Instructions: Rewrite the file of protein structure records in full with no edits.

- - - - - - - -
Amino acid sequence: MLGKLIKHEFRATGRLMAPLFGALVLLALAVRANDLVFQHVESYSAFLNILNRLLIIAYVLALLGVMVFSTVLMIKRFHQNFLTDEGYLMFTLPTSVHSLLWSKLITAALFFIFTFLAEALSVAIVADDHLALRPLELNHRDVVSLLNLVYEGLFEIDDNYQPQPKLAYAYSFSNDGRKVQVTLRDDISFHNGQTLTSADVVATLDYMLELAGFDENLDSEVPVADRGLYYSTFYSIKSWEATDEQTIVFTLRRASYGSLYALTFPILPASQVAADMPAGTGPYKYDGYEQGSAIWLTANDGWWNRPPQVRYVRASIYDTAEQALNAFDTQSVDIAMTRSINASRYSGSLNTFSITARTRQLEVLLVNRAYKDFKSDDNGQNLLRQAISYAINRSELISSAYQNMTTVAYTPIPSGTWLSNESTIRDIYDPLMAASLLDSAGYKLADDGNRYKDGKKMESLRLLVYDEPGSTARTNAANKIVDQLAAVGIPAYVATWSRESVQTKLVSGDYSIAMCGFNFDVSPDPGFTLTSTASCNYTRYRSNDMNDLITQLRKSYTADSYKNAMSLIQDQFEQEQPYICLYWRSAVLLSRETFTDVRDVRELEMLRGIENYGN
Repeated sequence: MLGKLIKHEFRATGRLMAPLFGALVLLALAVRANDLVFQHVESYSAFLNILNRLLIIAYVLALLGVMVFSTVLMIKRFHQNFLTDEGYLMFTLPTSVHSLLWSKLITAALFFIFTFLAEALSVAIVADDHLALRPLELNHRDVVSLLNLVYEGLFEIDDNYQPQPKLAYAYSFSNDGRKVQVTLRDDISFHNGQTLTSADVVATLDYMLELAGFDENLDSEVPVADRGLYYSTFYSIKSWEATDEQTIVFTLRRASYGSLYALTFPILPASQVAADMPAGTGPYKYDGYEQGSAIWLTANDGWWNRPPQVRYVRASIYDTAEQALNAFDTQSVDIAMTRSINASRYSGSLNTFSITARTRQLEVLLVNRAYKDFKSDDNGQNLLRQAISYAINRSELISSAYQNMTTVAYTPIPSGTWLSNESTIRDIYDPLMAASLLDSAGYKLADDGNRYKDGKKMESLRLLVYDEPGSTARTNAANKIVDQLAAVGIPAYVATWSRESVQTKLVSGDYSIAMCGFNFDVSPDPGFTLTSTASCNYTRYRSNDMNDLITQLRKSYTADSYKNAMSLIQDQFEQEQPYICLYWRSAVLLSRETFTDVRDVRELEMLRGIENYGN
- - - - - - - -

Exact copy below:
Amino acid sequence: MLGKLIKHEFRATGRLMAPLFGALVLLALAVRANDLVFQHVESYSAFLNILNRLLIIAYVLALLGVMVFSTVLMIKRFHQNFLTDEGYLMFTLPTSVHSLLWSKLITAALFFIFTFLAEALSVAIVADDHLALRPLELNHRDVVSLLNLVYEGLFEIDDNYQPQPKLAYAYSFSNDGRKVQVTLRDDISFHNGQTLTSADVVATLDYMLELAGFDENLDSEVPVADRGLYYSTFYSIKSWEATDEQTIVFTLRRASYGSLYALTFPILPASQVAADMPAGTGPYKYDGYEQGSAIWLTANDGWWNRPPQVRYVRASIYDTAEQALNAFDTQSVDIAMTRSINASRYSGSLNTFSITARTRQLEVLLVNRAYKDFKSDDNGQNLLRQAISYAINRSELISSAYQNMTTVAYTPIPSGTWLSNESTIRDIYDPLMAASLLDSAGYKLADDGNRYKDGKKMESLRLLVYDEPGSTARTNAANKIVDQLAAVGIPAYVATWSRESVQTKLVSGDYSIAMCGFNFDVSPDPGFTLTSTASCNYTRYRSNDMNDLITQLRKSYTADSYKNAMSLIQDQFEQEQPYICLYWRSAVLLSRETFTDVRDVRELEMLRGIENYGN
Repeated sequence: MLGKLIKHEFRATGRLMAPLFGALVLLALAVRANDLVFQHVESYSAFLNILNRLLIIAYVLALLGVMVFSTVLMIKRFHQNFLTDEGYLMFTLPTSVHSLLWSKLITAALFFIFTFLAEALSVAIVADDHLALRPLELNHRDVVSLLNLVYEGLFEIDDNYQPQPKLAYAYSFSNDGRKVQVTLRDDISFHNGQTLTSADVVATLDYMLELAGFDENLDSEVPVADRGLYYSTFYSIKSWEATDEQTIVFTLRRASYGSLYALTFPILPASQVAADMPAGTGPYKYDGYEQGSAIWLTANDGWWNRPPQVRYVRASIYDTAEQALNAFDTQSVDIAMTRSINASRYSGSLNTFSITARTRQLEVLLVNRAYKDFKSDDNGQNLLRQAISYAINRSELISSAYQNMTTVAYTPIPSGTWLSNESTIRDIYDPLMAASLLDSAGYKLADDGNRYKDGKKMESLRLLVYDEPGSTARTNAANKIVDQLAAVGIPAYVATWSRESVQTKLVSGDYSIAMCGFNFDVSPDPGFTLTSTASCNYTRYRSNDMNDLITQLRKSYTADSYKNAMSLIQDQFEQEQPYICLYWRSAVLLSRETFTDVRDVRELEMLRGIENYGN